Wm Dwight McKissic, Sr. is the pastor of Cornerstone Baptist Church in Arlington, TX. This post appeared on August 30 at his personal blog. This should be a good discussion!
Denny Burk recently posted an interesting and provocative piece regarding the relationship and importance of complementarianism and inerrancy to the Gospel.
I have two responses to Denny Burk’s post which is summed up in the following quote:
“The gymnastics required to get from ‘I do not allow a woman to teach or to exercise authority over a man,’ in the Bible, to ‘I do allow a woman to teach and to exercise authority over a man’ in the actual practice of the local church, are devastating to the functional authority of the Scripture in the life of the people of God.”
1. To practically equate complementarianism—as The Gospel Coalition defines it—with an accurate definition of the Gospel and inerrancy, I find to be borderline idolatry and heresy, and a position that cannot be defended or argued from Scripture. This argument coming from the same people who will not equate social and economic justice with a wholistic definition of the Gospel (and certainly not inerrancy) simply proves that much of what we call biblical Christianity is simply cultural Christianity, and the passing on of someone’s biases, prejudices and preferences, in the name of or under the ruse of—orthodoxy.
By the way, I am a complementarian, if believing that the Bible teaches that a female cannot be a senior pastor because of God’s design, makes one a complementarian. I fully believe what the 2000 BFM states, and it does not preclude a woman from teaching a man in a public setting. If that’s what it teaches, certainly FBC Dallas under Dr. Criswell was in violation each week with his wife regularly teaching men.
2. How do you get from, “But the manifestation of the Spirit is given to each one for the profit of all, for to one is given…different kinds of tongues…And God has appointed these in the church…varieties of tongues…For he who speaks in tongue does not speak to men but to God…in the spirit he speaks mysteries…He who speaks in tongues edifies himself…I wish you all spoke in tongues…for if I pray in tongue, my spirit prays…I thank my God that I speak in tongues more than you all…If anyone speaks in tongue [and there is no interpreter]…let him speak to himself and to God…do not forbid to speak in tongues (I Cor. 12:7, 10, 28; 14:2, 4, 5, 14, 18, 27, 39)—to—“I forbid you to speak in tongues privately or publicly, with or without interpretation, and if you do so, you can’t serve as an IMB missionary, and you have psychological, emotional or demonic issues and influences effecting your private devotions”? I don’t know for certain, but it would not surprise me if Burk and Duncan can do the “gymnastics” required to get there. And if they can get there and consider themselves inerrantists, so can the egalitarian get from I Timothy 2:12 to egalitarianism and yet be an inerrantist and hold a proper view of the Gospel.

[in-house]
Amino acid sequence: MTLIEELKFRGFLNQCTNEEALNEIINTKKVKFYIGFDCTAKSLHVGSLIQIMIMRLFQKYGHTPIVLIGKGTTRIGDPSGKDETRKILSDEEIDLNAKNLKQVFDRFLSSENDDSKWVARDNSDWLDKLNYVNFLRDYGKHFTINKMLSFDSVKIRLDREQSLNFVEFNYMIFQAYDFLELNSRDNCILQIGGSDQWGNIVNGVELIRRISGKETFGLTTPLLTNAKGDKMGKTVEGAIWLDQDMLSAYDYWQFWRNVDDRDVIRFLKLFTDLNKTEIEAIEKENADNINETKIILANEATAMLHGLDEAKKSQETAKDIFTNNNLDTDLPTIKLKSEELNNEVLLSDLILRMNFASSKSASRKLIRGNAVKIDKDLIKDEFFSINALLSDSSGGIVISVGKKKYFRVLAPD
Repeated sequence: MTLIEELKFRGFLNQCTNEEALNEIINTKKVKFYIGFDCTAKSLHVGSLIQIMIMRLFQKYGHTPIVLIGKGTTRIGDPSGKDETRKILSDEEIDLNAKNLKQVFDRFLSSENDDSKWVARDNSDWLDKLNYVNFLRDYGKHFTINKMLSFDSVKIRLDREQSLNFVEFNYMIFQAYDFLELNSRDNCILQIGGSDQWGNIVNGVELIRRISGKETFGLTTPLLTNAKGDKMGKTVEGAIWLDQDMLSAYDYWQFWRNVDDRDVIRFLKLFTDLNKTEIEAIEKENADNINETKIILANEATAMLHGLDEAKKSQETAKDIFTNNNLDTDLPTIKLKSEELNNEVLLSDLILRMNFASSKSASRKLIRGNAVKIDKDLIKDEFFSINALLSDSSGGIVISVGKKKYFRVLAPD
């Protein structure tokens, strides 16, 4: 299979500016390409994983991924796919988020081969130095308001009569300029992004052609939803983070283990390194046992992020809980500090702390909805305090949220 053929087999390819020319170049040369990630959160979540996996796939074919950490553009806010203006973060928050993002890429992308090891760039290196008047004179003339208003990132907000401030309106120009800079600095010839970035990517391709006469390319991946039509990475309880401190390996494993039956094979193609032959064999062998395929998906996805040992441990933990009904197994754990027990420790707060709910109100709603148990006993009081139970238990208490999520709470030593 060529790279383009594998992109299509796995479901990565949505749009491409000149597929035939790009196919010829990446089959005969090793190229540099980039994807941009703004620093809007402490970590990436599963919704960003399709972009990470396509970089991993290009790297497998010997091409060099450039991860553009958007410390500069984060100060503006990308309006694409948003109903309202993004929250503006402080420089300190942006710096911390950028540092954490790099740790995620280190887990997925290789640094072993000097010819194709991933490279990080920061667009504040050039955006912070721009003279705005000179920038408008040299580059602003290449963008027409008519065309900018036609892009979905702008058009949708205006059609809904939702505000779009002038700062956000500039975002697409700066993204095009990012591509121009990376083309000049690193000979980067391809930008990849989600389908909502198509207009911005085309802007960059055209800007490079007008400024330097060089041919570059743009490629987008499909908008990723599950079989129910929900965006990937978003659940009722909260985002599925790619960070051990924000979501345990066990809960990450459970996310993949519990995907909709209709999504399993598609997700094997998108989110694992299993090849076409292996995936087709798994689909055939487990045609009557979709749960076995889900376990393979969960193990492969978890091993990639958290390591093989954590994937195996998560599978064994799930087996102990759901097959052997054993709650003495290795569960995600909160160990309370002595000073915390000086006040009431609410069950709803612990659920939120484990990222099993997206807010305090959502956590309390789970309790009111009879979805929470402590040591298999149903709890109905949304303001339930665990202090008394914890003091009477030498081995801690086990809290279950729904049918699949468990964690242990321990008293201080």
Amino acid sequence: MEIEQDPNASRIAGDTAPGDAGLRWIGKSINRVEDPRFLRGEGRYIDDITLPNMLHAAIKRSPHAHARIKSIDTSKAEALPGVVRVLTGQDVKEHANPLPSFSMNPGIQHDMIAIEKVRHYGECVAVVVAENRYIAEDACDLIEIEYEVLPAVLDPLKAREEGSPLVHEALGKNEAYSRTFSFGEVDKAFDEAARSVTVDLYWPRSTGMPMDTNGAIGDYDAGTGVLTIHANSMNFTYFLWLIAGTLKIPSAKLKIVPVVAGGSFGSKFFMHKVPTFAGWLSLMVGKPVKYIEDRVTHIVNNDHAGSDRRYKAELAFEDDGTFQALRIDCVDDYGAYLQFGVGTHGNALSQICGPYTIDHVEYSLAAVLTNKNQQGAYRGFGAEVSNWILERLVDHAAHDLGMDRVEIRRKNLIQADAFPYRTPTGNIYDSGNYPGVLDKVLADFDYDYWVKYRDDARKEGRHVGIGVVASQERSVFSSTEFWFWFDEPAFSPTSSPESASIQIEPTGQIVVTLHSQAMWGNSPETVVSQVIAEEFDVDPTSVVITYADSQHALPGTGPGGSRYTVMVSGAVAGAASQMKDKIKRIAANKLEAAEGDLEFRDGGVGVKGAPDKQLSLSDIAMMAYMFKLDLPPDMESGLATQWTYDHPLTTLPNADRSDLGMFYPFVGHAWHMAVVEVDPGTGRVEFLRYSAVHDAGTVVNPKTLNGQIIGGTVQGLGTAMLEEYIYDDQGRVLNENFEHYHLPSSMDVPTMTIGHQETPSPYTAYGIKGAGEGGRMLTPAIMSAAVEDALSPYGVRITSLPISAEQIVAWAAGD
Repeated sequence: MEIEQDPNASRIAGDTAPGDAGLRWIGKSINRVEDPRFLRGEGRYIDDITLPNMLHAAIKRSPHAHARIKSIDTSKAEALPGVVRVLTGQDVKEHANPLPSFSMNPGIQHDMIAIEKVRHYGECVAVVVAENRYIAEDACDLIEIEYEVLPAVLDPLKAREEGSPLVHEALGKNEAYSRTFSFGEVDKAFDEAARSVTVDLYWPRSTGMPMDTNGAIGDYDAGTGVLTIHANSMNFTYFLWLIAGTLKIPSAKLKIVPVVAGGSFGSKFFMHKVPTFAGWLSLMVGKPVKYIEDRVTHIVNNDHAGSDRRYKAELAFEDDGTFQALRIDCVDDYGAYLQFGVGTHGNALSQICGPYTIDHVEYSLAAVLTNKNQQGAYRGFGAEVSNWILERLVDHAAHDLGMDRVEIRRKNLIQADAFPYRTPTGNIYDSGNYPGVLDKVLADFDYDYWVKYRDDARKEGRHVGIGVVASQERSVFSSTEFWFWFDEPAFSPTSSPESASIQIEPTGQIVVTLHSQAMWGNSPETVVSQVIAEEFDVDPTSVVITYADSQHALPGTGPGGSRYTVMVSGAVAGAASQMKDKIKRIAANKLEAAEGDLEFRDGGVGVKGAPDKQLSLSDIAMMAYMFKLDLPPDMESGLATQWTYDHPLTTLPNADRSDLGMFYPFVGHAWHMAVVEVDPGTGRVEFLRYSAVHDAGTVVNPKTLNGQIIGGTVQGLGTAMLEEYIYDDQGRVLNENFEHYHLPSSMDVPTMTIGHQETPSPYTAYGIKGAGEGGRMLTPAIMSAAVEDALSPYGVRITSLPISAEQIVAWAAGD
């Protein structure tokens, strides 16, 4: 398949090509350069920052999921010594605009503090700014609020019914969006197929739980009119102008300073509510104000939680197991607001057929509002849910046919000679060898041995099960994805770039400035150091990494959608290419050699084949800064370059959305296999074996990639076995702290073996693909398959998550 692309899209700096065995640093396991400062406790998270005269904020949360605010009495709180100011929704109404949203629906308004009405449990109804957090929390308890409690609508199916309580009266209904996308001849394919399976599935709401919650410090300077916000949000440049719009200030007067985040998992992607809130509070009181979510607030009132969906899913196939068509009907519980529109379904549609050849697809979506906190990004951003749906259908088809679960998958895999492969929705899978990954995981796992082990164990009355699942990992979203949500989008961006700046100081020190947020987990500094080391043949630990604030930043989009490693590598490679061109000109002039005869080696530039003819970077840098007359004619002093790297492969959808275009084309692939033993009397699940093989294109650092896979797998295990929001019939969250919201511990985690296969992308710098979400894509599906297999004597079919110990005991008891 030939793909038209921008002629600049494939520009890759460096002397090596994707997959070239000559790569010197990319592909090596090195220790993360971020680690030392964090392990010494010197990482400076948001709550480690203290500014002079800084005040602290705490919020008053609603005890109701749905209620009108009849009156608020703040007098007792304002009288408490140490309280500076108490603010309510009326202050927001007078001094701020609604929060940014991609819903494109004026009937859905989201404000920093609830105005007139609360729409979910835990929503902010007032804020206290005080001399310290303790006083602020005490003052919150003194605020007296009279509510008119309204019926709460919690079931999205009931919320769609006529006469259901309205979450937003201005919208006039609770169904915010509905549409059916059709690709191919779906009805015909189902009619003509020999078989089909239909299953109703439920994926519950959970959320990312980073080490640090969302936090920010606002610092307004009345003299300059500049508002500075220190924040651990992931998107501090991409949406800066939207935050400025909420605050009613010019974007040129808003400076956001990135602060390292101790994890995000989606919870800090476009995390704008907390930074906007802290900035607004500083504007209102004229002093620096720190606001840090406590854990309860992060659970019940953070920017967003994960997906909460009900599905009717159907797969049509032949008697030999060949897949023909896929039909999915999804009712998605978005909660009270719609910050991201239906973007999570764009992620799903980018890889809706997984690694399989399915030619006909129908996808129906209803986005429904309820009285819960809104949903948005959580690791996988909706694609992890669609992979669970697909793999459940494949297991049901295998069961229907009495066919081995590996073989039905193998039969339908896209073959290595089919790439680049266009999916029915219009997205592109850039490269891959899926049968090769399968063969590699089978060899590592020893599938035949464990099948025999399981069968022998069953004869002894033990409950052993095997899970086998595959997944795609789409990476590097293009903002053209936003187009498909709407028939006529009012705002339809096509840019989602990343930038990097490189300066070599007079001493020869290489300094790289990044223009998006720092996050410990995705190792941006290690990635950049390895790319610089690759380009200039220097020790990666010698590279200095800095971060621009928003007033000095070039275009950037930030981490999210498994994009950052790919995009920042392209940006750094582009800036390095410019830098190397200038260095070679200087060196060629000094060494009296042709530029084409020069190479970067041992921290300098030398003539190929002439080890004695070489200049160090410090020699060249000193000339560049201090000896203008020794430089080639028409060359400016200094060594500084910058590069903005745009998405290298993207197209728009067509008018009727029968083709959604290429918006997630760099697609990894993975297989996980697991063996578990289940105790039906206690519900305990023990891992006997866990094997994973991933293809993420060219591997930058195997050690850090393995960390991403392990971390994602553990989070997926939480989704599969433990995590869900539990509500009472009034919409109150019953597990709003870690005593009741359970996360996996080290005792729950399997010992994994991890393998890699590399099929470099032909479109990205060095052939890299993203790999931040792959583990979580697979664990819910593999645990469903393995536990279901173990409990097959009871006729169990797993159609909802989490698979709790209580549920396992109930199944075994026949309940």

The way we got there is by employing the same thinking, hermeneutic, rationale and personal and cultural preferences and biases on the text as Lig Duncan has done here, and Burk affirmatively quotes him here.
If evangelicals can ignore the clear teaching of Scripture and arbitrarily decide to “forbid speaking in tongues,” why can’t the egalitarian do the same thing with the 1 Timothy 2:12 passage? I know you would say, “Not so”! Evangelicals arrived at their position on forbidding tongues based on careful and critical exegesis. “This is what my egalitarian friends say as well. I’m sure you are aware that those who conclude that same-sex marriage and monogamous homosexual relationships are not sinful also claim they reached those conclusions through careful and critical exegesis.
Therefore, I conclude where I started: To equate complementarianism and inerrancy (of which I wholeheartedly believe in) with an accurate understanding or definition of the Gospel is idolizing the doctrines of inerrancy and complementarianism to a height that the Bible does not elevate their doctrines and consequently distorts the true Gospel. It further removes our focus on the Gospel from where Jesus placed it; and that is on the Kingdom of God (Mark 1:14, 15). An accurate view of gender roles in Scripture is not a “gospel” essential, nor does it threaten one’s belief regarding inerrancy. That is a cultural Christian perspective, not a biblical Christian perspective.
I have no problem with Burk and Duncan advocating a robust complementarianism as it relates to the office of the Senior Pastor. My disagreement with them lies in the fact that they appear to argue that their positions are inextricably combined with the Gospel. Not only do I find this position without biblical merit, but an unjustified indictment against all of the churches that I’m aware of (predominately African American) that at a very minimum allow a female annually on Sunday morning to address the congregation at the regular preaching hour on “Women’s Day” and many who allow women to speak/preach intermittingly throughout the year. What Burk and Duncan are advocating is robust Fundamentalism masquerading as the Gospel.
If I understand Burk and Duncan correctly, those of us who allow this do not have a proper understanding of the Gospel, and we threaten belief in inerrancy. Pleeeeeezze! These are the very reasons we allow these practices, because we believe they are biblical.